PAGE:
A key principle of material design is also that interfaces should be “bold, graphic, intentional” and that the foundational elements of print-based design should guide visual treatments. Let’s take a look at two such elements: color and margins.
In material design, UI element color palettes generally consist of one primary and one accent color. Large color fields (like the app bar background) take on the main 500 shade of the primary color, while smaller areas like the status bar use a darker shade, e.g. 700.
The accent color is used more subtly throughout the app, to call attention to key elements. The resulting juxtaposition of a tamer primary color and a brighter accent, gives apps a bold, colorful look without overwhelming the app’s actual content.
In the I/O app, we chose two accents, used in various situations. Most accents were Pink 500, while the more conservative Light Blue 500 was a better fit for the Add to Schedule button, which was often adjacent to session colors. (See the code: XML color definitions, Theme XML)
And speaking of session colors, we color each session’s detail screen based on the session’s primary topic. We used the base material design color palette with minor tweaks to ensure consistent brightness and optimal contrast with the floating action button and session images.
Below is an excerpt from our final session color palette exploration file.
Another important “traditional print design” element that we thought about was margins, and more specifically keylines. While we’d already been accustomed to using a 4dp grid for vertical sizing (buttons and simple list items were 48dp, the standard action bar was 56dp, etc.), guidance on keylines was new in material design. Particularly, aligning titles and other textual items to keyline 2 (72dp on phones and 80dp on tablets) immediately instilled a clean, print-like rhythm to our screens, and allowed for very fast scanning of information on a screen. Gestalt principles, for the win!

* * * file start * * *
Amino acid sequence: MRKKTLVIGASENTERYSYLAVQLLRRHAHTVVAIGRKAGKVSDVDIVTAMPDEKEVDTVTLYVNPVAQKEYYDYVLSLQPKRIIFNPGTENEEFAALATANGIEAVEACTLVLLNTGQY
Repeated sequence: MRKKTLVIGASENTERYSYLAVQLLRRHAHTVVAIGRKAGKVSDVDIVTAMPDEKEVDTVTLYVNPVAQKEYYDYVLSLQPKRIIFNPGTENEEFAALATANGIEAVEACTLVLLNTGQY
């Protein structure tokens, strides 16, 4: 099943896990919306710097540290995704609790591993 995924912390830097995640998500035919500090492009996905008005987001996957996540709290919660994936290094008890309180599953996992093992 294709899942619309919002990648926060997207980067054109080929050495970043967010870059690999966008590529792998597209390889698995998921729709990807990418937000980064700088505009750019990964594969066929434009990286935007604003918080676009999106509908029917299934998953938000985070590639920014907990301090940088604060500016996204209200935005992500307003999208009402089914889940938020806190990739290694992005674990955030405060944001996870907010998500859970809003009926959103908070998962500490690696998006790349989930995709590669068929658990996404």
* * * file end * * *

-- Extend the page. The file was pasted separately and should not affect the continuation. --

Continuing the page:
Another key principle in material design is “one adaptive design”:
A single underlying design system organizes interactions and space. Each device reflects a different view of the same underlying system. Each view is tailored to the size and interaction appropriate for that device. Colors, iconography, hierarchy, and spatial relationships remain constant.
Now, many of the screens in the I/O app represent collections of sessions. For presenting collections, material design offers a number of containers: cards, lists, and grids. We originally thought to use cards to represent session items, but since we’re mostly showing homogenous content, we deemed cards inappropriate for our use case. The shadows and rounded edges of the cards would add too much visual clutter, and wouldn’t aid in visually grouping content. An adaptive grid was a better choice here; we could vary the number of columns on screen size (see the code), and we were free to integrate text and images in places where we needed to conserve space.
Two of the little details we spent a lot of time perfecting in the app, especially with the L Developer Preview, were touch ripples and the Add to Schedule floating action button.
We used both the clipped and unclipped ripple styles throughout the app, and made sure to customize the ripple color to ensure the ripples were visible (but still subtle) regardless of the background. (See the code: Light ripples, Dark ripples)